My Blog

How to run FileRun behind apache2 reverse proxy

Written by Justin Goetz -

This will be a guide on to run FileRun behind apache2 reverse proxy with SSL support. FileRun, http://www.filerun.com/, is an excellent file sharing program that looks very similar to Google Drive, making it great for users who are used to already accustomed to using gDrive.

First, install FileRun as usual. I personally installed this on a fresh Debian 8 VM, so I followed FileRun's excellent guide for installation. Oddly enough I found these directions on their blog rather than their documentation section, but oh well.

When your finished, configure your main internet-facing node as a reverse proxy. I personally use letsencrypt for all of my SSL certificates. Here is my apache2 reverse proxy configuration:

https://justingoetz.net/files/vhost_filerun.txt

Note: SSL configuration (including the redirects at the bottom) was done by letsencrypt.

Now, we'll want to setup a self-signed certificate on the VM running FileRun, because if its not being accessed via HTTPS it freaks out. I followed this guide to accomplish this.

Lastly, we need to change a configuration file. This part is importaint. cd to the directory where you installed FileRun. For example mine will be /var/www/html/. cd into the customizables directory. Create and edit a file called config.php.

Paste the following: <?php $config['url']['root'] = 'https://chuwi.jgndata.biz'; Change the URL to of course what fits your configuration.

Load the site and test if it works!



Convert an old Actiontec router into a MoCA bridge

Written by Justin Goetz -

MoCA in my opinion is an awesome technology. However, the current MoCA adapters on the market are extremely overpriced, turning many away from MoCA. However, using a cheap old Verizon Actiontec router (can be found on ebay for around $15-20 used), we can create our own MoCA bridge for 1/10th the cost.

After seeing the need for a documented tutorial, I have written the following, which describes how to configure an old Verizon actiontec router as a dumb MoCA bridge, to extend your home network anywhere that coax exists.

Please, feel free to leave comments or shoot me an email if you need help!

Link to documentation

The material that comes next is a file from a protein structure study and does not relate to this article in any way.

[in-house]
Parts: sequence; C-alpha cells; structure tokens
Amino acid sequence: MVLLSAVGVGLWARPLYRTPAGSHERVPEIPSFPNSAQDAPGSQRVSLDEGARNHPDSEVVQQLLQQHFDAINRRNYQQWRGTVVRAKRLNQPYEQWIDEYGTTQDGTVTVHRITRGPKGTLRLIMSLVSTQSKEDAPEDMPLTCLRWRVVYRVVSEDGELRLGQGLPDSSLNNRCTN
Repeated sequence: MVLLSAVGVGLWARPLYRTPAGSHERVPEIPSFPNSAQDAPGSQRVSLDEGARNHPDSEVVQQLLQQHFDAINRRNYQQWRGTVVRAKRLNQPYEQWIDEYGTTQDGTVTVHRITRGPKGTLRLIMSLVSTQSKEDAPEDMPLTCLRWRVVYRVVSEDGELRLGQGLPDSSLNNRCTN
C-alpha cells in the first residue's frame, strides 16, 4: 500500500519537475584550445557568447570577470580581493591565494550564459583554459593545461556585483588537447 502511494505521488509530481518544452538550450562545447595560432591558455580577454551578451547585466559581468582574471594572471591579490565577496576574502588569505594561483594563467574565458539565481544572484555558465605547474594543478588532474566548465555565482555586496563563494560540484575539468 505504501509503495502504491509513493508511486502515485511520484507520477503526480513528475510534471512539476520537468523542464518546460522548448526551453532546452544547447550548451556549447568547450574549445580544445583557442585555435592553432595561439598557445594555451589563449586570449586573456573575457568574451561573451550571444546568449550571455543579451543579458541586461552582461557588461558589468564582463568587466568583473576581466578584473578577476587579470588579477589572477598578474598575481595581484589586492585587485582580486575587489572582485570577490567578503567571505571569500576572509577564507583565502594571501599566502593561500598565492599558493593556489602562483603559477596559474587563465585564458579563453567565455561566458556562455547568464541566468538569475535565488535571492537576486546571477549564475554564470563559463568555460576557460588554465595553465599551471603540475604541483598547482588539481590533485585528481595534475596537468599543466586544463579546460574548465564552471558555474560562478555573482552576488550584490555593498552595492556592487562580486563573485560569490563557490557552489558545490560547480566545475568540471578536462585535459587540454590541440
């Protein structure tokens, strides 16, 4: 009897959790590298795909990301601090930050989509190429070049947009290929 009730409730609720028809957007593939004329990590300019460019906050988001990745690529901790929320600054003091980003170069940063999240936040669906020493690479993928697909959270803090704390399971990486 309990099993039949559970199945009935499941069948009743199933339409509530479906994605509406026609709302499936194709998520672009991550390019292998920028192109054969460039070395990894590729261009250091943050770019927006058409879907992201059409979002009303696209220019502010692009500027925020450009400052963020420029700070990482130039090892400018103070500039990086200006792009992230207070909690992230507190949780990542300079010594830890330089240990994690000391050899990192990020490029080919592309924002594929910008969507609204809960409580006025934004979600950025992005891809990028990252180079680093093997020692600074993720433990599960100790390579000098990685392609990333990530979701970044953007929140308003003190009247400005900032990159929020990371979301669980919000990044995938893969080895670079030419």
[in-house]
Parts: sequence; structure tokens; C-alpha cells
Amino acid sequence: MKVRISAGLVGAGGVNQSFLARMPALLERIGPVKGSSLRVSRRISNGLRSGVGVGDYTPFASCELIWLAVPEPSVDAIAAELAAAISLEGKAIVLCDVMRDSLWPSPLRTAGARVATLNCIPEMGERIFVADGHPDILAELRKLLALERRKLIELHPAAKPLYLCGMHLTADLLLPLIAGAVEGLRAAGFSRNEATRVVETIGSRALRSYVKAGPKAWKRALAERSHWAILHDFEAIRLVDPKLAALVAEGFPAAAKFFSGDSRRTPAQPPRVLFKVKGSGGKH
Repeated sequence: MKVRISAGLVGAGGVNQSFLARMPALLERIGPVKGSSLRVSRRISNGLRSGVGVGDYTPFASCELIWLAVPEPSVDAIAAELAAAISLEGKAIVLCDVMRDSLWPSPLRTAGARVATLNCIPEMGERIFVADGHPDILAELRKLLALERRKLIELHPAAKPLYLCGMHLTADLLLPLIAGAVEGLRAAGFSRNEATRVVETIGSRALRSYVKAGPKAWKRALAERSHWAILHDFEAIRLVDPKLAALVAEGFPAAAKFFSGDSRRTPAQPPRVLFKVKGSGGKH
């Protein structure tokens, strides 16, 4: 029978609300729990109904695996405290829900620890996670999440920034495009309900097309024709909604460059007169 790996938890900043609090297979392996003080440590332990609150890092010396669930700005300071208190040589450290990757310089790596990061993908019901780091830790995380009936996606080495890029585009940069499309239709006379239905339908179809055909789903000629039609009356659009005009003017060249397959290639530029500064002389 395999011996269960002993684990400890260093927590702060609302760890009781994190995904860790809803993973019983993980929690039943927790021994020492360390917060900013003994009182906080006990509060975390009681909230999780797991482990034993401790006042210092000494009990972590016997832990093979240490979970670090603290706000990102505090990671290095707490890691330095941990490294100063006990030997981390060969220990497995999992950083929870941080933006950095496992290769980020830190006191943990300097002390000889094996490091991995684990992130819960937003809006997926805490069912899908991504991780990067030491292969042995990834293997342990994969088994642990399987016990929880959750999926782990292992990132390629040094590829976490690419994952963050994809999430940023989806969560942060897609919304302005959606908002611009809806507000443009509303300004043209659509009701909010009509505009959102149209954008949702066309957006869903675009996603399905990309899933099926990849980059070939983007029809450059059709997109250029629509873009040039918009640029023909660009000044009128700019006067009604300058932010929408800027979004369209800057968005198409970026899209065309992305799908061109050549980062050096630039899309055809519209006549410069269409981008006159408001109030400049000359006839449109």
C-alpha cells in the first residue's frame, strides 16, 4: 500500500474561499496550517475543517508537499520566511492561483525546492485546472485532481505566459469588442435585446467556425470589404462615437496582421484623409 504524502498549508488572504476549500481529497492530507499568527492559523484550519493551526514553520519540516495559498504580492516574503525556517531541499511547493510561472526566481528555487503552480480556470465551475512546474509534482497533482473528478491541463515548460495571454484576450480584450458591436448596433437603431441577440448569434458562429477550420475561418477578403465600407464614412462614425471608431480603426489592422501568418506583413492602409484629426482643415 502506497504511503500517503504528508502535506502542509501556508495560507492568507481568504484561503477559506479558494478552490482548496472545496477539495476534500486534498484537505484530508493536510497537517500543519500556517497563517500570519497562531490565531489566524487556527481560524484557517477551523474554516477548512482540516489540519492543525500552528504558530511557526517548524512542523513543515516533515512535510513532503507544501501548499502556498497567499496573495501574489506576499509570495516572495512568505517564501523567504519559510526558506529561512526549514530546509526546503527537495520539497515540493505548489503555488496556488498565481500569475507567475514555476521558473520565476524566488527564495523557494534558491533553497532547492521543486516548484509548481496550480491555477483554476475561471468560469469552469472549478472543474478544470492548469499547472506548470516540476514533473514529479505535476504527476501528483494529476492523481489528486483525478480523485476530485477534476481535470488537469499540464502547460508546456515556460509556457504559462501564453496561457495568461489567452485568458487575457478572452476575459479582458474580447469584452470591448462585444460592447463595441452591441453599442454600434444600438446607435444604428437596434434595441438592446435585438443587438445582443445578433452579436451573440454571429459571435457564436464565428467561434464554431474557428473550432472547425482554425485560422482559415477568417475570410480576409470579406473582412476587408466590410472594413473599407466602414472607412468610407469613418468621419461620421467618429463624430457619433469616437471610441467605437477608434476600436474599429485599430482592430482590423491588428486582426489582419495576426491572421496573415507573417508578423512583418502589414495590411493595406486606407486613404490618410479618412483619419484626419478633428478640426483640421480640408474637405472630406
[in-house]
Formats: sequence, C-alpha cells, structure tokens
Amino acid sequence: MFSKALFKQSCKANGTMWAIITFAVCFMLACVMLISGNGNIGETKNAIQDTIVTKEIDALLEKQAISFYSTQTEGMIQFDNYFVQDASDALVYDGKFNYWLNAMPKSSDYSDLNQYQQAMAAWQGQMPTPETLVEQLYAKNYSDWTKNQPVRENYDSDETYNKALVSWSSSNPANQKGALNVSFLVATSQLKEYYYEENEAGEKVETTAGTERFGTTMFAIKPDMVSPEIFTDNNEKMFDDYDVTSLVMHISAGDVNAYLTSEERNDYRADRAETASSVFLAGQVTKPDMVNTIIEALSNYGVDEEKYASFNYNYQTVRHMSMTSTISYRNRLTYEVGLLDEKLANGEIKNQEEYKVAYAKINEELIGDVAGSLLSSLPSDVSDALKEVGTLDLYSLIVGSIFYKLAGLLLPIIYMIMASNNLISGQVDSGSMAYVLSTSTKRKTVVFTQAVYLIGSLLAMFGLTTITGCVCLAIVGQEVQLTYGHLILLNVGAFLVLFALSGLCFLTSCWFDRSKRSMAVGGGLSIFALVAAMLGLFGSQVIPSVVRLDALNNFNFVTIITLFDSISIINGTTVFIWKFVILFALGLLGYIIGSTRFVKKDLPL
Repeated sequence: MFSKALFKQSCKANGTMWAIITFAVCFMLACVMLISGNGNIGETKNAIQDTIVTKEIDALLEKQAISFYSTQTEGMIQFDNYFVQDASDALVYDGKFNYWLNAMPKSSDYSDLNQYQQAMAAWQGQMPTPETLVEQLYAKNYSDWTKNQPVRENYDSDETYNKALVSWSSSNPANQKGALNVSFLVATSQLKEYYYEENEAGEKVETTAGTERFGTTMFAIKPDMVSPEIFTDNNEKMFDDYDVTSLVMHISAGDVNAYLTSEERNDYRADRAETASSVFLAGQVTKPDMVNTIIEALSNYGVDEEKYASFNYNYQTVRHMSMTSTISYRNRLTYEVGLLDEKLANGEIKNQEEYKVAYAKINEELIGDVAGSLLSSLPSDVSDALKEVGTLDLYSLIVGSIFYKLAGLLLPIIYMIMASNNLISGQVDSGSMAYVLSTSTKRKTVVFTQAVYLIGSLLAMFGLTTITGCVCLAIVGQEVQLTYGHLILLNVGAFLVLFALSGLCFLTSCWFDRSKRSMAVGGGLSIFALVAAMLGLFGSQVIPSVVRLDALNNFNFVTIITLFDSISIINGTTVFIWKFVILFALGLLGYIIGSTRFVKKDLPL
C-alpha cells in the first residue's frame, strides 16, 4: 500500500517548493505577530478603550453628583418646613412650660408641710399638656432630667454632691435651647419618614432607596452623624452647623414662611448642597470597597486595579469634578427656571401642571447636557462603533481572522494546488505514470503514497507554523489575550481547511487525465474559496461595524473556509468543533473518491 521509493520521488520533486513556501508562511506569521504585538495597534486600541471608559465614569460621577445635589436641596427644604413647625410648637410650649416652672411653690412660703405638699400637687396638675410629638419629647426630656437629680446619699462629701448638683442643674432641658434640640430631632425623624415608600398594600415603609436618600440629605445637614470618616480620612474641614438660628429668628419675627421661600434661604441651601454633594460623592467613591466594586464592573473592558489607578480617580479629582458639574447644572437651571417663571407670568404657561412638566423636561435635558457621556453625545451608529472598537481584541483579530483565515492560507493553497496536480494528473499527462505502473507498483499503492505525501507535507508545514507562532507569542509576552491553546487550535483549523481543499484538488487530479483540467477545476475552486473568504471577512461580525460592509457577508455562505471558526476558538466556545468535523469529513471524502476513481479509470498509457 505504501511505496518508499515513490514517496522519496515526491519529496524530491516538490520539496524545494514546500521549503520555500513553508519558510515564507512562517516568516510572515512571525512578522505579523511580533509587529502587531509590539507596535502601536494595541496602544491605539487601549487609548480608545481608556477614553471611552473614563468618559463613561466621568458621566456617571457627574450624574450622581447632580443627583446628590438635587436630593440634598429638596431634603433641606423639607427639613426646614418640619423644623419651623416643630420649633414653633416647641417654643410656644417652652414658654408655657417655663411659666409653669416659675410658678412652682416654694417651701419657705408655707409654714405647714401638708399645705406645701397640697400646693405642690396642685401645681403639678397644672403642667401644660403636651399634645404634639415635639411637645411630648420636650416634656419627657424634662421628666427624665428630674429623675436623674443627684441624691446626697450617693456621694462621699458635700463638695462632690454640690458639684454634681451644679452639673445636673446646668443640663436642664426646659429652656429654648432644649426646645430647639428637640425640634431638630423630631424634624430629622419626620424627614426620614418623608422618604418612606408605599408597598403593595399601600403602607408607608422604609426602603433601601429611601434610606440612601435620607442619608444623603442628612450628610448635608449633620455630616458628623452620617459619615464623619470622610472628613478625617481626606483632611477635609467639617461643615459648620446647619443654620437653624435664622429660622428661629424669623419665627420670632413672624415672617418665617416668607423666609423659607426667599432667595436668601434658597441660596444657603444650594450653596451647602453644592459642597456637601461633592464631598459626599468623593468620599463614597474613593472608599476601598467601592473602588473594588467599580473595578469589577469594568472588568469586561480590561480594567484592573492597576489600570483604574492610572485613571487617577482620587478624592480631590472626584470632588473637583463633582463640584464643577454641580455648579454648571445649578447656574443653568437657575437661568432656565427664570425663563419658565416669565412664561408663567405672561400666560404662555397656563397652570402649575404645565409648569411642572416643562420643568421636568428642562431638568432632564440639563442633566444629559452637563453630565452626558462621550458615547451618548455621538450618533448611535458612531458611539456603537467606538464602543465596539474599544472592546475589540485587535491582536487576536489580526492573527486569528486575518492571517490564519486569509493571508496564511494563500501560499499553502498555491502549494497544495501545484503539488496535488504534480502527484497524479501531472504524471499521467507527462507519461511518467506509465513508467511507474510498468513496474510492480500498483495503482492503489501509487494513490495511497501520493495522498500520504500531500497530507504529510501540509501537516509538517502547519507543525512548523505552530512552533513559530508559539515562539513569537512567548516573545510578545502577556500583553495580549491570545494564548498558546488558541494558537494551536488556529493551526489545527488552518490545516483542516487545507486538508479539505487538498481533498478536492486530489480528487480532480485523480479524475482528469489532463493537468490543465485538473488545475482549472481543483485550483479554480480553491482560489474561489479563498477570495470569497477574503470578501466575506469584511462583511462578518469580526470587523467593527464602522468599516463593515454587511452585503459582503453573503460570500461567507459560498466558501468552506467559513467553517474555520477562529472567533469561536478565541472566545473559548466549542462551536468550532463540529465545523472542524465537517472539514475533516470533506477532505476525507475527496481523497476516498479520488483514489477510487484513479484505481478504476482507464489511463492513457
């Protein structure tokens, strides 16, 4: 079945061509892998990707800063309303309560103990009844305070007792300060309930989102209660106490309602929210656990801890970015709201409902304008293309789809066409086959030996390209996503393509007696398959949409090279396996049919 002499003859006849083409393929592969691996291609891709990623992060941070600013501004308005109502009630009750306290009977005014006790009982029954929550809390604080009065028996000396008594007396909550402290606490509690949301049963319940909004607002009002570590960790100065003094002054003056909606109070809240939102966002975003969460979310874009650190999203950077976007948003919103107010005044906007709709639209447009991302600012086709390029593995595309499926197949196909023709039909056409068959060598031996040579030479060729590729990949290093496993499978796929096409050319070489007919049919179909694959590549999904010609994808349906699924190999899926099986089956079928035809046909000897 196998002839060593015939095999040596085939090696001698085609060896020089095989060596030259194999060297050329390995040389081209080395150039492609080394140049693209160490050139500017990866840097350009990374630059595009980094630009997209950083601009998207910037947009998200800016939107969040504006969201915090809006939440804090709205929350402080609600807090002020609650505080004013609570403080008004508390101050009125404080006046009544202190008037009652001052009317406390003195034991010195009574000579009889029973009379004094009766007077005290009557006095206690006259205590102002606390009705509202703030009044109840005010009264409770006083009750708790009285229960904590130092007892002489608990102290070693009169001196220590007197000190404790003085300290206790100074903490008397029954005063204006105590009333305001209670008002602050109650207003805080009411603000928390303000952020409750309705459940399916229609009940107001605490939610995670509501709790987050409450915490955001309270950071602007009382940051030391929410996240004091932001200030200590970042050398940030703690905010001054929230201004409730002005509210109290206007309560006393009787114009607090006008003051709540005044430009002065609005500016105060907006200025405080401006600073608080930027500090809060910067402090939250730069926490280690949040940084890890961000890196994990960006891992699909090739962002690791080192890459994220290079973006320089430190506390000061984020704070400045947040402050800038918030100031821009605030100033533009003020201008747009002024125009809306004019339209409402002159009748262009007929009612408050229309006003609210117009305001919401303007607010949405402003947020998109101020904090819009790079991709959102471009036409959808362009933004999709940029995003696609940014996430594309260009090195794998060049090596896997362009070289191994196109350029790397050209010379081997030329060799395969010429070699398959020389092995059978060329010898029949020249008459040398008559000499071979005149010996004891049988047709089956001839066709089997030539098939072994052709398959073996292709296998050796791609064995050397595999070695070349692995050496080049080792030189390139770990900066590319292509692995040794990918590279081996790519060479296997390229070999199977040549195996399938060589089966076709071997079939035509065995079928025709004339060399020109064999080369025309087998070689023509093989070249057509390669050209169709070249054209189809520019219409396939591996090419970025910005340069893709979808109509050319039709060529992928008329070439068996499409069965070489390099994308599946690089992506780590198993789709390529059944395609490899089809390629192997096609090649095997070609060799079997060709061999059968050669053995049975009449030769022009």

The Lincolnshire Poacher - Beep Song

Written by Justin Goetz -

One night while my friend and I were talking about the mystery of number stations such as the Lincolnshire Poacher Number Station, which played a funny little tune at the beginning of every broadcast, I decided to make a beep script for it so we can continually freak people out (or rather annoy them) with this catchy little tune.

And so, I give you, The Lincolnshire Poacher - Written in Bash for the Linux "beep" command.

Link: poacher.sh


Running Jira over HTTPS Apache Reverse Proxy

Written by Justin Goetz -

For my job I have to run a Jira application server. This server needs to be run behind a Apache reverse proxy. The apache server needs to be the one serving the HTTPS. Of course, this couldn't be easy, because Jira has to be the most complex, convoluted confusing software I've ever worked with.
For this, after hours of testing, I realized that you need to use Apache's "AJP Proxy". To install, firstly run:

 a2enmod proxy_ajp

This turns the module on in Apache. Next we need a virtualhost config. This config is done the same way that we normally do apache reverse proxies, only instead of http:// we put ajp://.
Example Config: VHOST.txt

Next we need to change the config files of the jira server itself. Follow this part exactly.
1. Stop the Jira server. sudo service jira stop
2. Nano the server file located at /opt/atlassian/jira/conf/server.xml
3. Replace it with the attached config: server.xml
4. Chown JIRA to the proper directories sudo chown -R jira /opt/atlassian/jira/
5. Start jira sudo service jira start This takes up to 7 minutes, so don't think you broke the install
6. Enable the apache VHOST, ensure you can access it from the web browser.


Raspberry Pi Powered Garden

Written by Justin Goetz -

Just a little project I've been working on that consists of a Raspberry pi, relays, a temperature sensor, and a webcam. The raspberry pi controls the relay on a set schedule, as well as logging and graphing the temperature sensor. The pi also takes a picture from the webcam every day to make a timelapse video in the end of plants growing. Details on construction to come.